Revenue to spend £1bn chasing tax-dodgers

We can all expect a lot more scrutiny from the taxman, as HMRC boosts its compliance budget.

Last Updated: 31 Aug 2010

HM Revenue & Customs is to spend nearly £1bn this year on hunting down tax dodgers, as it comes under pressure from its political pay-masters to ramp up the tax take. According to its new business plan, the Revenue wants to squeeze an extra £2.4bn out of nefarious individuals who try and avoid taxes, so it’s allocating 24% of its overall budget to its compliance and enforcement division. That’s a big increase on previous years, and the biggest allocation of any department – showing how serious the Revenue is about cracking down. But will it yield the desired result? We’ll believe it when we see it…

New chief exec Lesley Strathnie told the Times that the Revenue was just allocating its budget ‘on the basis of putting money into areas where they believe they will get the greatest return’, though he agreed that a 24% allocation was proof that compliance (as catching tax cheats is officially known) would be a major focus this year. And with the Government breathing down its neck, as it looks to plug the huge hole it’s created in the public finances, that’s not exactly surprising – particularly since politicians never lost votes by cracking down on rich people and/ or tax havens. This year, HMRC will be ‘relentlessly pursuing those who bend or break the rules,’ Strathnie growled menacingly.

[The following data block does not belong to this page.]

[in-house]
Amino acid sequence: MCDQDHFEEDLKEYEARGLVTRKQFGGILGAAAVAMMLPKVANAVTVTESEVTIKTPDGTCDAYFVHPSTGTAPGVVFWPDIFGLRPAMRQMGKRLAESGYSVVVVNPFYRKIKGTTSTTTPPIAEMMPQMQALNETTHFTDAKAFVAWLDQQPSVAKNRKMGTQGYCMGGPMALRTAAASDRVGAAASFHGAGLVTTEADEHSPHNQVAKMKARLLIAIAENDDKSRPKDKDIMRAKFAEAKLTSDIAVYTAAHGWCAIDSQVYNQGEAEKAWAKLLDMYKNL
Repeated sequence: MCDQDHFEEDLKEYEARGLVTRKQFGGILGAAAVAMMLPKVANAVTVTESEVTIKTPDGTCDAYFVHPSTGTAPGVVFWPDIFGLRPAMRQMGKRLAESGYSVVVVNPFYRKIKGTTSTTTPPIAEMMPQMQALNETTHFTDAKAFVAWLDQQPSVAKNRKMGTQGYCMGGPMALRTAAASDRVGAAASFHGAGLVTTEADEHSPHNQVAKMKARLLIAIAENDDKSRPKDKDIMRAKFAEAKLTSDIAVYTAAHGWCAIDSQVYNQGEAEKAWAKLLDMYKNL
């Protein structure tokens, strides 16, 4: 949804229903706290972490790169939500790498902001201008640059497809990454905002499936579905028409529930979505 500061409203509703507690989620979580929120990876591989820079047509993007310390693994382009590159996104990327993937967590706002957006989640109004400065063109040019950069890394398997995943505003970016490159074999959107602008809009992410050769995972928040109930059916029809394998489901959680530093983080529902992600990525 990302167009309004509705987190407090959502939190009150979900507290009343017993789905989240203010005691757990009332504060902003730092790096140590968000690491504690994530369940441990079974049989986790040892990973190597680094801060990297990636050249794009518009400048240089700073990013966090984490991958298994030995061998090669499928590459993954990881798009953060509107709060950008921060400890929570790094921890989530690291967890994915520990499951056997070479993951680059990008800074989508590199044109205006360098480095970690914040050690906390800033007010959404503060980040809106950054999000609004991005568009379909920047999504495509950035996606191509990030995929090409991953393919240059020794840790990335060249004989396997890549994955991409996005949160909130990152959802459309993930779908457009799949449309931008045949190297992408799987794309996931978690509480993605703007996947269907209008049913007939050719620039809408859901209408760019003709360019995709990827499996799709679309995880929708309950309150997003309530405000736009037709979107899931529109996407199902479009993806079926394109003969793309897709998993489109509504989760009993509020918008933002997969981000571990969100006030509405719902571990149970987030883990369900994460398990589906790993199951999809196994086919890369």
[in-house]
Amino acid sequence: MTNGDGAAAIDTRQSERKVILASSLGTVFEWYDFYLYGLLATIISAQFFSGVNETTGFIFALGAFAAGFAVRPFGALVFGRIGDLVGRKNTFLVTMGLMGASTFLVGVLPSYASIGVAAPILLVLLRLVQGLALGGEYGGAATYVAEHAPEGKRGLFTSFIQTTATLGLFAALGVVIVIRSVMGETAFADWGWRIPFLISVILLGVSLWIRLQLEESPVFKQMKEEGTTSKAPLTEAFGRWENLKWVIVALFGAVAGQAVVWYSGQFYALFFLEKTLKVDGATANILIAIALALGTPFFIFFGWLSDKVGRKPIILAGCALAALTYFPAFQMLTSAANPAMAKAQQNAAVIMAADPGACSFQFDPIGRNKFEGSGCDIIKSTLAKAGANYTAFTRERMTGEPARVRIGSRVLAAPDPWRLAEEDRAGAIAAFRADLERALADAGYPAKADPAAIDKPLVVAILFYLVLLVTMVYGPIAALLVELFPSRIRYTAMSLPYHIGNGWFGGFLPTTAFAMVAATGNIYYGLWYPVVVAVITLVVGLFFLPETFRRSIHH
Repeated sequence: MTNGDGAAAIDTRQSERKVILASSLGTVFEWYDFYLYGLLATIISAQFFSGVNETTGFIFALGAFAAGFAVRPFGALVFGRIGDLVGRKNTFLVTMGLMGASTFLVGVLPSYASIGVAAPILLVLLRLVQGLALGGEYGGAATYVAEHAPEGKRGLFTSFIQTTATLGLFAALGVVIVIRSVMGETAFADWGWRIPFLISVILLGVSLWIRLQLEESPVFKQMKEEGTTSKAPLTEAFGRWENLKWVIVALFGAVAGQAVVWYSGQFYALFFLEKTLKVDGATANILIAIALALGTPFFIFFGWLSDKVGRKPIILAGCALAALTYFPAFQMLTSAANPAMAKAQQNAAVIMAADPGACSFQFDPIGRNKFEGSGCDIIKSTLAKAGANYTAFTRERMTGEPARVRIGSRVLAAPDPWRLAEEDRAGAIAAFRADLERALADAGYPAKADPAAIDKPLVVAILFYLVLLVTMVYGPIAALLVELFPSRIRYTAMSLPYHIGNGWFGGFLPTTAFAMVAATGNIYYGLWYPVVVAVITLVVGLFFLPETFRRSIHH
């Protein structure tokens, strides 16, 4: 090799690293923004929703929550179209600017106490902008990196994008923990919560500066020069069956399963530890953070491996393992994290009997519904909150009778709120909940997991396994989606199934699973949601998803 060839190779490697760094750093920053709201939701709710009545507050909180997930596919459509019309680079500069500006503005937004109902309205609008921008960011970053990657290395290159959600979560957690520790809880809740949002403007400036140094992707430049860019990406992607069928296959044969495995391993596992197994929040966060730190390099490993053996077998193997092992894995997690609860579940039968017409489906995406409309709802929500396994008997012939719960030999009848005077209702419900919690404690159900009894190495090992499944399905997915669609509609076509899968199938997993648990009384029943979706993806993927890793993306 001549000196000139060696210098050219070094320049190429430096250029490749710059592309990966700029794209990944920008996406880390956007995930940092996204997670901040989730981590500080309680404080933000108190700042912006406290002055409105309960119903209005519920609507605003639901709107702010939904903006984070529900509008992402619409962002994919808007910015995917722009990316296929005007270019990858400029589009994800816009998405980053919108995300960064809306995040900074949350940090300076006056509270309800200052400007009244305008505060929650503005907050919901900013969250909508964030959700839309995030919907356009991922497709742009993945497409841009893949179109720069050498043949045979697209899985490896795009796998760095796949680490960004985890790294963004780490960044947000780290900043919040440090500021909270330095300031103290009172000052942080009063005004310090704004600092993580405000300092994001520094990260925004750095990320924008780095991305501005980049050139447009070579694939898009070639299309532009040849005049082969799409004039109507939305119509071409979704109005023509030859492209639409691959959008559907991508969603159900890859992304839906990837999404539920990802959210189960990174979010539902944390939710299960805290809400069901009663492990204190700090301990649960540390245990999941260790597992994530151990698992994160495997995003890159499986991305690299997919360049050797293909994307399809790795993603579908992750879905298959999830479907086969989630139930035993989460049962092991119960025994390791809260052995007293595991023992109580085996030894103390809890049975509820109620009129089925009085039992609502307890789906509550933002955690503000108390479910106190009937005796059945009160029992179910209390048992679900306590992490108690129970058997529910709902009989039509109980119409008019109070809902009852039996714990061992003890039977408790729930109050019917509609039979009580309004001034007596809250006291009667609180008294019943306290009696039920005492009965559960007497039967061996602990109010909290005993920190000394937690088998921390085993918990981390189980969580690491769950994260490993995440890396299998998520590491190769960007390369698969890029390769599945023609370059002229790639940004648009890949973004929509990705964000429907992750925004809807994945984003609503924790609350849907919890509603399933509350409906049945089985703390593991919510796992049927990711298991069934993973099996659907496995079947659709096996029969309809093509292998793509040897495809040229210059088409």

The £1bn figure has certainly got tax experts excited (possibly, the cynic might suggest, because they’re excited about all the juicy fees they’ll earn helping their clients stay one step ahead of the game). One lawyer said it indicated that the Revenue would be taking more people to court (an expensive business), while another suggested it was ‘a staggering’ budget, adding: ‘Taxpayers can expect far more frequent enforcement actions, inquiries and challenges to their tax affairs and far greater scrutiny of their affairs.’ That’ll go down well...
Businesses may not be losing too much sleep over it just yet. The Revenue’s enforcement unit has come under fire from tax campaigners for going too easy on corporate tax avoiders – and it’s certainly true that it seems to have favoured a 'lighter touch' approach, offering various deals and amnesties and avoiding prosecutions. But perhaps that’s just been because of budget constraints – maybe its compliance boss Dave Hartnett is about to get nasty...

Incidentally, you may be wondering what exactly the Revenue spends the rest of its budget on, if only a quarter goes to making sure that people actually pay tax. Well, apparently more than a third of its budget goes on IT, property and HR, another 6% on a ‘departmental transformation programme’, and another £400m on ‘other corporate services’ (not the Eliot Spitzer kind, presumably). So the actual tax collection stuff only accounts for about half of its spending. And people think we need more efficiency in the public sector...

In today's bulletin:

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Revenue to spend £1bn chasing tax-dodgers
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